Mets quick to downplay slow start

Three games into the regular season, it already will be a head-to-head battle for the National League East cellar between the New York Mets and Washington Nationals this weekend.

But, hey, if the series goes to a Sunday rubber game, the Mets look to be sitting pretty in a Johan Santana vs. Livan Hernandez matchup.

Of course, that's not meant to be serious -- even if Thursday night's 3-1 loss, which dropped New York to 1-2 after a season-opening series against the Florida Marlins, underscored just how dire things could become for the Mets.

Manager Jerry Manuel had suggested it was vital for the Mets to get off to a quick start this season. On Thursday night, though, he maintained that three games is way too small a sample size to conclude the objective has been a failure.

"If we, in the course of 162, look somewhat at the first 20 games and see how we are and what we're doing, that will give us a better indicator of whether we're off and running or whatever," Manuel said.

Said third baseman David Wright: "It's three games. Ideally, you want to go out there and win series. We'll try to get them this weekend. Of course, everybody wants to get off to a good start. Record-wise, it's important for us. And obviously, so we don't have to answer these kinds of questions, it's important. It's three games down, a long way to go."

Facing Marlins left-hander Nate Robertson, Manuel opted for a righty-oriented lineup, giving shortstop Ruben Tejada his first major-league start over Alex Cora. Manuel placed Fernando Tatis at first base over Mike Jacobs. In search of a leadoff batter with Cora on the bench, he started Angel Pagan in center field over Gary Matthews Jr.

The result: The Mets, who actually didn't drive in a run with a hit in Wednesday's 7-6, 10-inning loss, scored once Thursday.

The lone production came on Jeff Francoeur's RBI double down the third-base line in the fourth inning, although even it comically was a flop. Third-base coach Chip Hale, who previously held the same role for three seasons with the Arizona Diamondbacks, tumbled on his backside while waving Jason Bay around third base.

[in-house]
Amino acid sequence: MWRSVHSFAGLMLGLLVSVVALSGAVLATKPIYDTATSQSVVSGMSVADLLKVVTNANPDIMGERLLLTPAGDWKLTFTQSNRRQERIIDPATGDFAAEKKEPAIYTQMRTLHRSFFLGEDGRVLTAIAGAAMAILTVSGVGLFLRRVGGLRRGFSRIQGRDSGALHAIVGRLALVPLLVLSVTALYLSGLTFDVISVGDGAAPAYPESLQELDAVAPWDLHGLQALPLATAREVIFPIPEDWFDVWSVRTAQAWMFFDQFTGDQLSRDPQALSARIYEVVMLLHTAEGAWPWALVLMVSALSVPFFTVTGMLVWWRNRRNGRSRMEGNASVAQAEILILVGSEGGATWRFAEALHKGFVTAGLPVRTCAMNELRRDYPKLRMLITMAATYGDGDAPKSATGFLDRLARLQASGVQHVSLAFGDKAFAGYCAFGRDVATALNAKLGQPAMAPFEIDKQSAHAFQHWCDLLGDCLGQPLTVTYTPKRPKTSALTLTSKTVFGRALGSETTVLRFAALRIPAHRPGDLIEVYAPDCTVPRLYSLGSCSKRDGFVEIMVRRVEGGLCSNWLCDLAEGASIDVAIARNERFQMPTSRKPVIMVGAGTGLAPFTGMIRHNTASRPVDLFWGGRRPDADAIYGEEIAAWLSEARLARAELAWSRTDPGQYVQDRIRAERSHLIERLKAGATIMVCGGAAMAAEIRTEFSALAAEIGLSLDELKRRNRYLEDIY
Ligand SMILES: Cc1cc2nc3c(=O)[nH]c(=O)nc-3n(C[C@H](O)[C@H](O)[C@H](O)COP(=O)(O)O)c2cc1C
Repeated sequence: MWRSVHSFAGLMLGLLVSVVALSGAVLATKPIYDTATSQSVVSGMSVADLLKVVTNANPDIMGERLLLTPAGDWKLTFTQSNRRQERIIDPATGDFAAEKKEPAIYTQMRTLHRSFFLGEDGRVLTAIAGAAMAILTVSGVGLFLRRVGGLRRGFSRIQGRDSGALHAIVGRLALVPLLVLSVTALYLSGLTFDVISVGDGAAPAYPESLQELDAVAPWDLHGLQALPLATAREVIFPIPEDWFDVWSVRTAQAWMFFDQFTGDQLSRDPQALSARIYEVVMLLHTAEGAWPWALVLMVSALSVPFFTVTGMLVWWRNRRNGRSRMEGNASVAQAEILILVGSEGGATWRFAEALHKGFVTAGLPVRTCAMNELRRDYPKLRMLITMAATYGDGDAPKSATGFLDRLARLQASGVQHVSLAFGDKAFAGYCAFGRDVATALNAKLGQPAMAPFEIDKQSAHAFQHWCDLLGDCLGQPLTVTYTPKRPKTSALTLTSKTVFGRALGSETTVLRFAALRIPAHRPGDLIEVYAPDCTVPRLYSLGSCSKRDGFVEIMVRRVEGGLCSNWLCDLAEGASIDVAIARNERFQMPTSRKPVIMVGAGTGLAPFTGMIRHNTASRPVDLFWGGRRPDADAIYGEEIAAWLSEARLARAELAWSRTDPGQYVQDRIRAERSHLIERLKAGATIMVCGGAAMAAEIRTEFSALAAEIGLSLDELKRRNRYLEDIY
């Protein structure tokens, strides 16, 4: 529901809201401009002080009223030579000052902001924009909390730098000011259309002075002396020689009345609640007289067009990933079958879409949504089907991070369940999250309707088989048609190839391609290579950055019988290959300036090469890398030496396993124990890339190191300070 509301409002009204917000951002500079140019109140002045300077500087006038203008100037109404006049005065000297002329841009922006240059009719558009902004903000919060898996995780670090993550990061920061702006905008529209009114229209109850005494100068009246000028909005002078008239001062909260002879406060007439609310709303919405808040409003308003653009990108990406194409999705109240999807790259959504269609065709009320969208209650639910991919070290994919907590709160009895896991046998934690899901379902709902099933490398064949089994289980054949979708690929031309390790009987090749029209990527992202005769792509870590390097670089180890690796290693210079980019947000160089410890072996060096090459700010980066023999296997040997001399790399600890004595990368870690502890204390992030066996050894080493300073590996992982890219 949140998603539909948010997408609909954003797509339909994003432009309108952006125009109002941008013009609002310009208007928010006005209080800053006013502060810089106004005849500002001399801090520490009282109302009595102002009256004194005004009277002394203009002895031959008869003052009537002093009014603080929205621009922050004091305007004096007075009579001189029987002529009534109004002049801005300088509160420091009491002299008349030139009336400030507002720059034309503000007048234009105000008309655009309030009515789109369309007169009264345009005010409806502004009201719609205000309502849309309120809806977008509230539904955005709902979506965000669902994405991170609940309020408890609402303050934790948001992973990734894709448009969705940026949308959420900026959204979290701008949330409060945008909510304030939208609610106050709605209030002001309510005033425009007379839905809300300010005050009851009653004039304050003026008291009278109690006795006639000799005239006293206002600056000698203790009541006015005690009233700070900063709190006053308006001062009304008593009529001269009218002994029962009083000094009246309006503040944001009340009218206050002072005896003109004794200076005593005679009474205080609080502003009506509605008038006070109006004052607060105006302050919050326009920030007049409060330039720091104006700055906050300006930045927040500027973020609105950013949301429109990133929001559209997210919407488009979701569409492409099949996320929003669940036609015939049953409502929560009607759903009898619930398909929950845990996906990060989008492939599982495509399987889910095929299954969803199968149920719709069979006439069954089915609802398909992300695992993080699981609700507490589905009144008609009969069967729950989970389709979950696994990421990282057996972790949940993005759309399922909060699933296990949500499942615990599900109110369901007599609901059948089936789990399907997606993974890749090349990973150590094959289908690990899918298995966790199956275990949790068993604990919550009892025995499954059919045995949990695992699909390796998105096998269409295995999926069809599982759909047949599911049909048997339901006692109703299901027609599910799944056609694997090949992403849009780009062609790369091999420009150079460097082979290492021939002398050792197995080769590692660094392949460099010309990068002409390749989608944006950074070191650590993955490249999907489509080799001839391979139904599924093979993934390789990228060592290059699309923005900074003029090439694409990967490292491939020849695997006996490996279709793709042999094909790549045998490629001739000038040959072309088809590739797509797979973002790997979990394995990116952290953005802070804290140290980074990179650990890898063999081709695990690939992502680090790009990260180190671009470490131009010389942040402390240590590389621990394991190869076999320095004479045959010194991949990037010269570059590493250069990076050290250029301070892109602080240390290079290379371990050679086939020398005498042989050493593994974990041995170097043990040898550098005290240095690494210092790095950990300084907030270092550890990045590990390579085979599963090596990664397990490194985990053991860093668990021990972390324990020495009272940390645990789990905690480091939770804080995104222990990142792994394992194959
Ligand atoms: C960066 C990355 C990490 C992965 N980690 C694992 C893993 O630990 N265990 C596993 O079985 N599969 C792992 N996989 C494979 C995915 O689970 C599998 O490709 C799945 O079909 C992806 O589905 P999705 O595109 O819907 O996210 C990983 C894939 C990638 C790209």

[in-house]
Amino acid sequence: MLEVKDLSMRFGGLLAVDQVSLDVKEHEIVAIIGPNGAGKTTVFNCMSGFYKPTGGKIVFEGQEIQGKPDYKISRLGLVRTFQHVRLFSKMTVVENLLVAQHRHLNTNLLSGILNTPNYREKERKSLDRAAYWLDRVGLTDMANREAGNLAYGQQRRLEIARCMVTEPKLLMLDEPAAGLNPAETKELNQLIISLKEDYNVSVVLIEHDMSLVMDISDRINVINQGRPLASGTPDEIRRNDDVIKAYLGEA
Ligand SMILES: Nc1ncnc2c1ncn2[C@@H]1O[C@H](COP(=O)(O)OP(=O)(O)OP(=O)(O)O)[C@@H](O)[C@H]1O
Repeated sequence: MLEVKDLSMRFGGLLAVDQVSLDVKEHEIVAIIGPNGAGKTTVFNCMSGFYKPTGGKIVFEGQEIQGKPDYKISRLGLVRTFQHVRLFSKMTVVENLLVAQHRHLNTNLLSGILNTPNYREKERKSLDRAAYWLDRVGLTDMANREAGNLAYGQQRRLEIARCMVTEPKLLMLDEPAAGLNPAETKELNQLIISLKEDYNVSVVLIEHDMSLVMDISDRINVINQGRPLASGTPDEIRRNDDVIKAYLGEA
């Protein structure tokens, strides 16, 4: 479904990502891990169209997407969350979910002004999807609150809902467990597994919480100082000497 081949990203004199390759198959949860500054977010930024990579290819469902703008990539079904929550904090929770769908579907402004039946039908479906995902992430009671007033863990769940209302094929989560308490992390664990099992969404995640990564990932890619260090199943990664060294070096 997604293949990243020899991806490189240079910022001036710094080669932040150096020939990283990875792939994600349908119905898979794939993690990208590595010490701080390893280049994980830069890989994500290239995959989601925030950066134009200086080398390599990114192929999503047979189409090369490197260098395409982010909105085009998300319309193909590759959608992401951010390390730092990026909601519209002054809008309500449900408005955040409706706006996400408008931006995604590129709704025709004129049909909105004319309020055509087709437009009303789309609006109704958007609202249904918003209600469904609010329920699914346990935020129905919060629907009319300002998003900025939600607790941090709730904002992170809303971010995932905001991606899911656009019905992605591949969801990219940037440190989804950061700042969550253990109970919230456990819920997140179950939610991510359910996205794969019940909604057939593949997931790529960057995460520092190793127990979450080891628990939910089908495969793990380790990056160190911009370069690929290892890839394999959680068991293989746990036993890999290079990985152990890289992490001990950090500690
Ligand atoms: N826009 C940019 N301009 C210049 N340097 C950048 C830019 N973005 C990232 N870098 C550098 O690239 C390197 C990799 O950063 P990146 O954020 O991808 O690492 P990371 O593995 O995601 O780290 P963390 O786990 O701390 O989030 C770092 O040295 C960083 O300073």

Desperately searching for positives?

Left-hander Jon Niese -- who collapsed on the mound the last time he pitched at Citi Field, when his hamstring tendon severed on Aug. 5 against the St. Louis Cardinals -- did look like a capable starter. He limited the Marlins to three runs on eight hits while striking out three and walking two in a 92-pitch effort spanning six innings.

Right-hander Ryota Igarashi, who had a shaky spring after being handed a two-year, $3 million contract, worked around a leadoff walk in his first major league inning, getting Hanley Ramirez to ground into a double play and retiring Jorge Cantu on a popup.

Fernando Nieve might actually be able to handle a late-inning role. After left-hander Hisanori Takahashi walked the leadoff batter in the ninth inning, Manuel summoned Nieve to face right-handed pinch-hitter Wes Helms. Nieve retired Helms on a fly ball to right field, then departed with left-handed Chris Coghlan up next.

Meanwhile, Jose Reyes is due to rejoin the Mets on Friday and be activated from the disabled list Saturday. Reyes played his final minor league game Thursday, going 0-for-4 with an RBI in a full game for Class A St. Lucie in its Florida State League opener in Jupiter, Fla.

Manuel noted that minus Reyes, as well as injured Carlos Beltran and Daniel Murphy, the Mets have "some challenges."

Said Manuel: "I think what we need is a couple of guys to be hot at the same time. It's difficult to go without that and try to continue to scratch runs. We just have to get a couple of guys going offensively and I think we'll be OK until, obviously, some of those guys come back."

Adam Rubin covers the Mets for ESPNNewYork.com. You can follow him on Twitter.